Stage 17: Colombian Miguel Lopez triumphs
Richard Carapaz produced a doomed solo bid for Ineos as the Giro champion was caught on the ever-changing gradient of the final 7km above 2,000m as the top 10 experienced a slight shake-up.
Colombia's Miguel Angel Lopez won stage 17 of the Tour de France on Wednesday to climb third in the overall standings as race leader Primoz Roglic extended his advantage. The race ascended to 2,304m altitude atop the Col de la Loze where Slovenian rookie Tadej Pogacar lost a handful of seconds to his compatriot Roglic in the race for the yellow jersey on a day the 2019 champion Egan Bernal withdrew. "I'm glad this is behind me," said Roglic after his toughest challenge as he merely needs to survive without a major incident to win this year's Tour.
"Every metre counts on a climb like that," said the 30-year-old. Richard Carapaz produced a doomed solo bid for Ineos as the Giro champion was caught on the ever-changing gradient of the final 7km above 2,000m as the top 10 experienced a slight shake-up. A day after the race was cleared of Covid-19 to run all the way to Paris on Sunday, French President Emmanuel Macron was present as the peloton struggled through villages full of ubiquitous baskets of flowers hanging from Swiss-style ski chalets. In the rarefied air that suits the men from the Andes, the 26-year-old Lopez leapfrogged compatriot Rigoberto Uran and extended his lead over Adam Yates and Richie Porte. Roglic now leads his young compatriot Pogacar by 57 seconds with just three real races left before the Tour gets to Paris.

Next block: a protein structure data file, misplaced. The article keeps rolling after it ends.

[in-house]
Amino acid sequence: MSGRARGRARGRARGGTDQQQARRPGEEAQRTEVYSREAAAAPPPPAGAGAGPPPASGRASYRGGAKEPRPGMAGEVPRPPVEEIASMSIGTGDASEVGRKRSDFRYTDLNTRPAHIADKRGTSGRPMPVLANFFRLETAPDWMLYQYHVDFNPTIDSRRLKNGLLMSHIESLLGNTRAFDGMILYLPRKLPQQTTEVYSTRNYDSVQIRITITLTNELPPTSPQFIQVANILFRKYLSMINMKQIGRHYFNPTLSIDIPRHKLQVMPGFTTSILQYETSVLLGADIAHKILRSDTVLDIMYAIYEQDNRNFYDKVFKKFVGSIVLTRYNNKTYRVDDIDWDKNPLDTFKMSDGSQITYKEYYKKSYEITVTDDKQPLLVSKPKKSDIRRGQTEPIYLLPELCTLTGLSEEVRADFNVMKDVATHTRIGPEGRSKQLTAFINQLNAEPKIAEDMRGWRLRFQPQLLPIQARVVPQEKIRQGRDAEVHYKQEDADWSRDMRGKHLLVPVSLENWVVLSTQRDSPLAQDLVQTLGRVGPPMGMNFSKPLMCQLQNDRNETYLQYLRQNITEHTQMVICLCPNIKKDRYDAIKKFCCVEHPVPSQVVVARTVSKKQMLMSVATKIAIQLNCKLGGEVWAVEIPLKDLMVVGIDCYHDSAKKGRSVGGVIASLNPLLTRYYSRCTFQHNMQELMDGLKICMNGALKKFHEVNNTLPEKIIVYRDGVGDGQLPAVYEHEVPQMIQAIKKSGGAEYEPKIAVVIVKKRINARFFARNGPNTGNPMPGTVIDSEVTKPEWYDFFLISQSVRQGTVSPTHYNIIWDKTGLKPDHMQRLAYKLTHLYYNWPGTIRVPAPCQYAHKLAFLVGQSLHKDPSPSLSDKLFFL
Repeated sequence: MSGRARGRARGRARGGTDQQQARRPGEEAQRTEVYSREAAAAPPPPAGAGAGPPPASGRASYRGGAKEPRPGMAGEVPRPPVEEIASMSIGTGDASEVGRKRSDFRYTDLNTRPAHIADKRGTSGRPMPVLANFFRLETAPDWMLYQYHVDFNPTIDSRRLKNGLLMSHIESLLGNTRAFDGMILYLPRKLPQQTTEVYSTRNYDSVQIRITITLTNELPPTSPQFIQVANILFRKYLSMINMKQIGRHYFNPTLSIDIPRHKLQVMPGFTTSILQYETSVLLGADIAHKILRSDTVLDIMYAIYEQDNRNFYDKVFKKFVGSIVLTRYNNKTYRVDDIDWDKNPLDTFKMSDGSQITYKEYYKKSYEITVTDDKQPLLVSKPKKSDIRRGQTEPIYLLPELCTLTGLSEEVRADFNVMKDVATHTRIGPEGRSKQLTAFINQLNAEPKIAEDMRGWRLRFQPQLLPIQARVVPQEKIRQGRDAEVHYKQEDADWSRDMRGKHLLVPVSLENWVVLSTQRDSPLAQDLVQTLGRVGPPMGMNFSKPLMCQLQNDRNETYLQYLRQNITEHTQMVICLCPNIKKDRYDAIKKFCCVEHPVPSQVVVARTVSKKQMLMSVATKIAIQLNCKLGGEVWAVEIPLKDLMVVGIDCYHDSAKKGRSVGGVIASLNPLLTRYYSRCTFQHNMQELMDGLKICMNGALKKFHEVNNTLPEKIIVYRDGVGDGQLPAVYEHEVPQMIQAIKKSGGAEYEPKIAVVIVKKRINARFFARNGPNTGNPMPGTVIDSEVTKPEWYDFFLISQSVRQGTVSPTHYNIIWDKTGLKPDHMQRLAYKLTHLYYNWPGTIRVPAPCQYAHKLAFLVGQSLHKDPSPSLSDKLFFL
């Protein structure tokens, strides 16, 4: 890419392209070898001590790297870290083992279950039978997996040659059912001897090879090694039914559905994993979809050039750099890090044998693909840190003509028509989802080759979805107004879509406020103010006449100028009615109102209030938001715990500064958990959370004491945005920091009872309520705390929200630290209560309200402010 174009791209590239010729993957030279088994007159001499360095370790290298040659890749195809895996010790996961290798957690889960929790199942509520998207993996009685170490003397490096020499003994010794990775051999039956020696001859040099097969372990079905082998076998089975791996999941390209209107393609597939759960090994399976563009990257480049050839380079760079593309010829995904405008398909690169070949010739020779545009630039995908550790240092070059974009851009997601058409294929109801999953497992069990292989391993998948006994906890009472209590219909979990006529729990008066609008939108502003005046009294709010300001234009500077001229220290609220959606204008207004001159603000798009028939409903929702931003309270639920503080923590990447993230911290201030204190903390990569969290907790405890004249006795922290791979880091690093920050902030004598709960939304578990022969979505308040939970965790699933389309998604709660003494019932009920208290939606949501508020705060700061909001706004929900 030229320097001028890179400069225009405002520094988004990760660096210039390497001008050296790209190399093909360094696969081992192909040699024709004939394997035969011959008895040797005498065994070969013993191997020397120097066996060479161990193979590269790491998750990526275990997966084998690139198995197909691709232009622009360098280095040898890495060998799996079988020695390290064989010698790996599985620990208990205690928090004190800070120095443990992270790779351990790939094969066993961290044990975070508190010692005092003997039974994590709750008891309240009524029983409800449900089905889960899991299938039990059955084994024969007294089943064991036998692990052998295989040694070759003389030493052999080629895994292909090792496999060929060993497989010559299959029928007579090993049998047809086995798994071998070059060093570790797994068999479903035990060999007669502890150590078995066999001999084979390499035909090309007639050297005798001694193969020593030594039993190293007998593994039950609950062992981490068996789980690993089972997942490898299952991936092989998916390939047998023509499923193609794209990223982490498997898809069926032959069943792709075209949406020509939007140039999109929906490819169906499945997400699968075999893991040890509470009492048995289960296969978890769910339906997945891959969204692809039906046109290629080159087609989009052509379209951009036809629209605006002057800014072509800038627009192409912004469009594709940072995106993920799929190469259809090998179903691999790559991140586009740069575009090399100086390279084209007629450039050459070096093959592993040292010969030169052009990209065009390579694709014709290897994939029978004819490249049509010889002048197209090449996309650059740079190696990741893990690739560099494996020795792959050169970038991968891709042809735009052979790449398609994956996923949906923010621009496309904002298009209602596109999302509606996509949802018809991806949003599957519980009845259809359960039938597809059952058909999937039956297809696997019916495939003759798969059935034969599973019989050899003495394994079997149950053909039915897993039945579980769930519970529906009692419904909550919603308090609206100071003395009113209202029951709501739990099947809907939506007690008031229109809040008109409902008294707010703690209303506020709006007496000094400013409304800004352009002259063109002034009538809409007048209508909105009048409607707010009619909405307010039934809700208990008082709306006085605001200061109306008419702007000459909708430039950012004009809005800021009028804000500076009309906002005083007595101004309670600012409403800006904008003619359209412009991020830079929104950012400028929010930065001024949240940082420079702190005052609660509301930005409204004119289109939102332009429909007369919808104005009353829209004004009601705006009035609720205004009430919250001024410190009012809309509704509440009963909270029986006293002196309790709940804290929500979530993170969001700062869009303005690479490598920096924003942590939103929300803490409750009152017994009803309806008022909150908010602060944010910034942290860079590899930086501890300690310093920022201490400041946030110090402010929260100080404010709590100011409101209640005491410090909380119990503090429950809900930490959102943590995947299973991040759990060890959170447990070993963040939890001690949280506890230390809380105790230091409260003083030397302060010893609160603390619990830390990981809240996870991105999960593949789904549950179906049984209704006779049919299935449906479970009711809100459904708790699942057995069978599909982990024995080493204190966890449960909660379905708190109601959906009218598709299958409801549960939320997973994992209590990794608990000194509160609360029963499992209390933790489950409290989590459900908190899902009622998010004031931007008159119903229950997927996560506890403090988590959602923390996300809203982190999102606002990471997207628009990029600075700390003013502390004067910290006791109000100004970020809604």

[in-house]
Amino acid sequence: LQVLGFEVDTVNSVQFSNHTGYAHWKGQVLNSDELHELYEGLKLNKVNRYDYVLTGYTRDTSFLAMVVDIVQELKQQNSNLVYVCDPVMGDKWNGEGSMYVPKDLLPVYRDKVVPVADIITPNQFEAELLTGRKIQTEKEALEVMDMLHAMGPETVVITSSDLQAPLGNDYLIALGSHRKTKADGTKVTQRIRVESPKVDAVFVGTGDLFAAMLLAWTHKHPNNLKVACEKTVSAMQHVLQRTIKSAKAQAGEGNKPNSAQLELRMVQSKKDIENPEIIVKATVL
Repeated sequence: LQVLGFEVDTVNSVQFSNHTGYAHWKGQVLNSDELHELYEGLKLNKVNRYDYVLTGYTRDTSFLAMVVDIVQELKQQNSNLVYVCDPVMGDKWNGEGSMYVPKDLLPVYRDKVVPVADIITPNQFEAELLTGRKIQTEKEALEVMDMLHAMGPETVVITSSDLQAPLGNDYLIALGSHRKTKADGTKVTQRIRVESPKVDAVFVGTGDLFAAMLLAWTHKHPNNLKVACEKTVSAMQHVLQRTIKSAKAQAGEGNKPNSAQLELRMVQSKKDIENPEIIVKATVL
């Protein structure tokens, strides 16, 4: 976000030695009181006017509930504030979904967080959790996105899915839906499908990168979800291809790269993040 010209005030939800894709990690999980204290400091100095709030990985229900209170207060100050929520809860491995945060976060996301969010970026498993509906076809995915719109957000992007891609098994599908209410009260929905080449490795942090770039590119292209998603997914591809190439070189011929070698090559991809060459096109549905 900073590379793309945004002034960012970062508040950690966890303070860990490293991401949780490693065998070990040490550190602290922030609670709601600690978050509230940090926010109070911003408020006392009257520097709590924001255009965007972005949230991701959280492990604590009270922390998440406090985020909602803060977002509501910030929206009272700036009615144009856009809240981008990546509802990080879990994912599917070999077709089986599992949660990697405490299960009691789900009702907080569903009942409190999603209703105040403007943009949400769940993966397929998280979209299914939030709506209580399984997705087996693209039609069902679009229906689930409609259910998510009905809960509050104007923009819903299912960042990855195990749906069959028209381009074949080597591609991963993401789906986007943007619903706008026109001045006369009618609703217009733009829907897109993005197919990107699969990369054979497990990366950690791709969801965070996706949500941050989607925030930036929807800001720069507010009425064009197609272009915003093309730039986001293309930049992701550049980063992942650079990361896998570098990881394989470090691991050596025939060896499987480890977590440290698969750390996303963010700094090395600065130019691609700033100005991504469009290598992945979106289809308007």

Colombian highs and lows
Suffering from a bad back for a month now Bernal, his Tour defence in tatters, said a sad goodbye to the 2020 edition when Ineos decided to protect the long-term interests of their 23-year-old captain by withdrawing him. But his compatriot Astana captain Lopez, who is known as "Superman" in his homeland after fighting off three thieves who tried to steal his bike, gave Colombia something to shout about. Lopez had complained earlier in the race that Jumbo's dominance was suffocating the race, but saw his opportunity on a mentally challenging finale where the varying gradient called for constant adaptations.
"I felt strong coming into the race and on the Grand Colombier, which was the first big one (climb) of the race, like the ones I train on in Colombia, I felt good," Lopez said. "I won many things in my life, but this is impressive and I worked so hard to get here," said the man who has previously finished on the podium at both the Giro and the Vuelta. The long hard 14km struggle up the Col de la Madeleine to its 2,000m summit was at the halfway point of the race. Lopez made the difference on the even higher Meribel mountain with a sudden turn of pace while Roglic and Pogacar were watching each other.
"I felt at home over 2,000m, as I live at 2,500m above sea level," he explained. "But I won't win, the others ahead of me are too good on time trials. I'm just going to enjoy myself." The key remaining challenge is stage 20, a 36km individual time trial that runs over 30km of rolling terrain before tough 6km ascent.
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